Increased fetal exposure to glucocorticoids is a key mechanism thought to underlie the early life programming of later life disease. There is substantial experimental data in animal models in support of this hypothesis. Emerging evidence suggests glucocorticoid programming may also occur in humans with some studies now linking maternal endogenous cortisol levels with size at birth and gestation at delivery. The dramatic changes to the maternal hypothalamic-pituitary-adrenal axis during pregnancy mean that large scale studies in humans are challenging to conduct. One of the key regulators of fetal glucocorticoid exposure is the activity of placental ‘barrier’ enzyme 11ß-hydroxysteroid dehydrogenase type 2 (HSD2) which converts active cortisol to inactive cortisone. In animal models this enzyme is down regulated by various influences including maternal malnutrition, inflammation or stress but it is not known whether this is a major factor in regulation of human fetal glucocorticoid exposure. More studies are needed to understand the mechanisms whereby altered fetal glucocorticoid exposure may alter fetal growth trajectories and whether changes in the maternal hypothalamic-pituitary-adrenal axis in pregnancy could be suitable as a biomarker to identify those pregnancies most at risk.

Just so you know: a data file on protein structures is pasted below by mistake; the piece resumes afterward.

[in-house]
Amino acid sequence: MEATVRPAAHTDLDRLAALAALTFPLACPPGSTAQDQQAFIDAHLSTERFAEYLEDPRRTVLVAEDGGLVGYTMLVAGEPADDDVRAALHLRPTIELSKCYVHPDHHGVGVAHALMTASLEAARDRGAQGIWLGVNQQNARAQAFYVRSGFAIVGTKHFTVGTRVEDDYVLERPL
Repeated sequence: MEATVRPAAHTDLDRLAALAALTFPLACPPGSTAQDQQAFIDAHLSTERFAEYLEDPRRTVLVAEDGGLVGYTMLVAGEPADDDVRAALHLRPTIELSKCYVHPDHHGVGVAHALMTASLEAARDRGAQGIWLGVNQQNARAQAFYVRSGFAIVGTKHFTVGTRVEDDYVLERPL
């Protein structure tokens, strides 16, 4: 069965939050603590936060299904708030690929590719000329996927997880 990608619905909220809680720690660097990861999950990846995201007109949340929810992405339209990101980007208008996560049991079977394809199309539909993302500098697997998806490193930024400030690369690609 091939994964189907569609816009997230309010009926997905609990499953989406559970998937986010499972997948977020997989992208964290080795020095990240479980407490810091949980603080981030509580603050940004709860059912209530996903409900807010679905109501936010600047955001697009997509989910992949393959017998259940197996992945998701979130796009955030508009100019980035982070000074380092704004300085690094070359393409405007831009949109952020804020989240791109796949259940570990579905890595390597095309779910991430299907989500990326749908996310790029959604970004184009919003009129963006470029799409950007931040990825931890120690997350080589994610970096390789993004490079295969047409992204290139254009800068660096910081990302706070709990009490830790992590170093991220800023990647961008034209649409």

- glucocorticoids; birthweight